"Chechnya exists today as a kind of enclave, completely outside the framework of Russian or international law," says Tatiana Lokshina, deputy director of Human Rights Watch in Russia, who was reached by phone in Grozny. "This decision to lift the state of emergency has purely symbolic significance for the population of Chechnya. Today, the human rights abuses are committed by [pro-Moscow] Chechens rather than Russian security forces, but the atmosphere of impunity is the same," she says.
A tiny republic's dark history
The northern Caucasus region, of which Chechnya is part, was conquered by Imperial Russia in the 19th century and later forcibly incorporated into the Soviet Union. The Chechens, a warlike mountain nation, rose up repeatedly and declared independence as the USSR was collapsing in 1991.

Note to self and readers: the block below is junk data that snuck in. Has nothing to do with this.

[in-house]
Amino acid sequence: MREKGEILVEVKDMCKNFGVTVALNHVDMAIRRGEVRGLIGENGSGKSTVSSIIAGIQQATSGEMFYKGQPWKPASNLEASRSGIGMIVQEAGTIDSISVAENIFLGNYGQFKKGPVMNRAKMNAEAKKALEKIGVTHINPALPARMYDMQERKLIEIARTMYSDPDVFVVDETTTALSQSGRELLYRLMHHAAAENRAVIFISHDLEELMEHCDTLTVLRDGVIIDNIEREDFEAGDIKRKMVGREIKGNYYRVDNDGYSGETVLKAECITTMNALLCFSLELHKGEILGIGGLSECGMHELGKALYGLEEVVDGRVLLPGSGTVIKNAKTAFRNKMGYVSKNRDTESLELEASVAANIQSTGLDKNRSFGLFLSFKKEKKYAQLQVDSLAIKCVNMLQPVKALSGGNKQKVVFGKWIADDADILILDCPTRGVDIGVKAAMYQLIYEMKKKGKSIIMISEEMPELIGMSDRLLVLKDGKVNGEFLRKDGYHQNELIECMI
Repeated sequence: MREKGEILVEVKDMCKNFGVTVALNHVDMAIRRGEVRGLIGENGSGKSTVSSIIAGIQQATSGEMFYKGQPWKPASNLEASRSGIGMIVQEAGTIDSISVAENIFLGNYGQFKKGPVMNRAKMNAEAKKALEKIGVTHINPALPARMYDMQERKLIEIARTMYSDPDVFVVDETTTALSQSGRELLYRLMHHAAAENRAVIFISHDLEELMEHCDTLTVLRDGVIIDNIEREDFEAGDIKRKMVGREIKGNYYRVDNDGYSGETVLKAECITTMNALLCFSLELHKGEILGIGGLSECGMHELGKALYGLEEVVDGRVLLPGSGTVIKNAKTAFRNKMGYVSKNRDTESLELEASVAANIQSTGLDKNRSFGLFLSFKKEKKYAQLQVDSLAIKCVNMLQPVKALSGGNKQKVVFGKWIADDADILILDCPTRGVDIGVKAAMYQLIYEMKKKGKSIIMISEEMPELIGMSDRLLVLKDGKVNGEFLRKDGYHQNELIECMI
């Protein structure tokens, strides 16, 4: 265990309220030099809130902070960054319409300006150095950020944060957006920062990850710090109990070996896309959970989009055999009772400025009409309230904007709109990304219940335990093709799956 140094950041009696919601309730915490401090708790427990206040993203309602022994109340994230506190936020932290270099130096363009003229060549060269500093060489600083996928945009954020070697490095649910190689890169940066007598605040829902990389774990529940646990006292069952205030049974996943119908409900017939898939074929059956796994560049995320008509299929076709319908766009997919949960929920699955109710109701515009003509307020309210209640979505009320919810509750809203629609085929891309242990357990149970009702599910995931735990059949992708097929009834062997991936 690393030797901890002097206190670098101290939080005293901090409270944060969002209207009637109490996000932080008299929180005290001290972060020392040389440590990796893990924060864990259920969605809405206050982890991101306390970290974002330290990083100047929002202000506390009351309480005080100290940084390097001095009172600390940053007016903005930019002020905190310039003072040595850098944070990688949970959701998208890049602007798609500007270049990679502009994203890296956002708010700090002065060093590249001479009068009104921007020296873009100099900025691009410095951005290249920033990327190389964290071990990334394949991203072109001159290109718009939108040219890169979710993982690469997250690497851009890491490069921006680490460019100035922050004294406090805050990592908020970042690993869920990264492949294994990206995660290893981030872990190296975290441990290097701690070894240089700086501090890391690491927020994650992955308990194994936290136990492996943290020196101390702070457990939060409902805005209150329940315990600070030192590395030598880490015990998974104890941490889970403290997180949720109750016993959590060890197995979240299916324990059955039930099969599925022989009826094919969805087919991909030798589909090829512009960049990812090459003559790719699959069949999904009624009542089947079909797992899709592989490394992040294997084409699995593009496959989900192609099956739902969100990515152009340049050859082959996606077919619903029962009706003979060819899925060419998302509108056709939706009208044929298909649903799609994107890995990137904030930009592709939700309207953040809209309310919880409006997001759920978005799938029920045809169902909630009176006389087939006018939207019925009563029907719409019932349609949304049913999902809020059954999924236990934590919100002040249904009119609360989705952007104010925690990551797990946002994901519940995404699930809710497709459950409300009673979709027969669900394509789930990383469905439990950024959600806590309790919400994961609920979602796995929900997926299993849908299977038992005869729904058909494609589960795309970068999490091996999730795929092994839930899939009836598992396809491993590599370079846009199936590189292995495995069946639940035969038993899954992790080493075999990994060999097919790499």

An invasion launched by then-Russian President Boris Yeltsin in 1994 killed an estimated 100,000 people, mainly civilians, and ended in Russian defeat two years later. But a de facto independent Chechnya became a nexus for crime and subversion throughout the region. After a wave of apartment bombings, blamed on Chechen terrorists, that killed 300 Russians in 1999, the Kremlin again ordered Russian troops to invade the tiny republic.